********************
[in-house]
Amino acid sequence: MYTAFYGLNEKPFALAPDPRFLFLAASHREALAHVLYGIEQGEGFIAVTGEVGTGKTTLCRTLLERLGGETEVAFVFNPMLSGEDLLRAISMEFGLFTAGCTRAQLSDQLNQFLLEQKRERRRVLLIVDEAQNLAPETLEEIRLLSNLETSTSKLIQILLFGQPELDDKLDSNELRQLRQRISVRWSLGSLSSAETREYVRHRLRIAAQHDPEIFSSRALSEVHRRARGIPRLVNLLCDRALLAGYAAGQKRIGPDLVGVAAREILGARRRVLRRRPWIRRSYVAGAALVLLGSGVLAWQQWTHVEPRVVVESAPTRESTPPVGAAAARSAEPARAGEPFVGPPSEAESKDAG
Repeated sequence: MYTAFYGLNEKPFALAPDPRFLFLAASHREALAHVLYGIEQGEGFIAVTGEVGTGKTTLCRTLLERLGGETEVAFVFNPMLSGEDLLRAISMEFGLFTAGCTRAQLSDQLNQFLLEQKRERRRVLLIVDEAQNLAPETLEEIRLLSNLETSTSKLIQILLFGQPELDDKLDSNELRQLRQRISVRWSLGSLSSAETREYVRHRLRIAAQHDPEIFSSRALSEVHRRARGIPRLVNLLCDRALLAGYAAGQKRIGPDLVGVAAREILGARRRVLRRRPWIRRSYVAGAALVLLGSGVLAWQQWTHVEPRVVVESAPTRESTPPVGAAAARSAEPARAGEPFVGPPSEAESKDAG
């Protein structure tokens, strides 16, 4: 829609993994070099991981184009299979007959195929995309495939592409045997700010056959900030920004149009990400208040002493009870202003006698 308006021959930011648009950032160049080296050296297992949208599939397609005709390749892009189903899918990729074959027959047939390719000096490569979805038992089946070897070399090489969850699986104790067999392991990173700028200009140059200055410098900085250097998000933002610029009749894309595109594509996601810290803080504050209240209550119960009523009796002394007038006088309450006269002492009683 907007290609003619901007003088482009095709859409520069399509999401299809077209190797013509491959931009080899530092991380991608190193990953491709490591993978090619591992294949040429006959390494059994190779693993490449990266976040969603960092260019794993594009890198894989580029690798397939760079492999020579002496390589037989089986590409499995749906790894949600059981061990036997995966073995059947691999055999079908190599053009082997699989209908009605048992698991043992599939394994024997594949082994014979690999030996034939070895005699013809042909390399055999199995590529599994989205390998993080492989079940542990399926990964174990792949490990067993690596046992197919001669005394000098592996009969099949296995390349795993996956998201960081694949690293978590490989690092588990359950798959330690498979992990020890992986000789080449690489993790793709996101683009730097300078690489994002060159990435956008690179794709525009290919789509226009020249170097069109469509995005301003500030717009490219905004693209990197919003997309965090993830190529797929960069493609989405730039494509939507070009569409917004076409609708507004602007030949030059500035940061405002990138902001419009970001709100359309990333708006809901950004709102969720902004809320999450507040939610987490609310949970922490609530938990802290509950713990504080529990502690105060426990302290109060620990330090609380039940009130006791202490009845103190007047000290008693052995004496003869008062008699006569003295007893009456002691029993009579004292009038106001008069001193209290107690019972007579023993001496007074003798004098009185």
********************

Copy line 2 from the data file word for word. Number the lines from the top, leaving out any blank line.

Amino acid sequence: MYTAFYGLNEKPFALAPDPRFLFLAASHREALAHVLYGIEQGEGFIAVTGEVGTGKTTLCRTLLERLGGETEVAFVFNPMLSGEDLLRAISMEFGLFTAGCTRAQLSDQLNQFLLEQKRERRRVLLIVDEAQNLAPETLEEIRLLSNLETSTSKLIQILLFGQPELDDKLDSNELRQLRQRISVRWSLGSLSSAETREYVRHRLRIAAQHDPEIFSSRALSEVHRRARGIPRLVNLLCDRALLAGYAAGQKRIGPDLVGVAAREILGARRRVLRRRPWIRRSYVAGAALVLLGSGVLAWQQWTHVEPRVVVESAPTRESTPPVGAAAARSAEPARAGEPFVGPPSEAESKDAG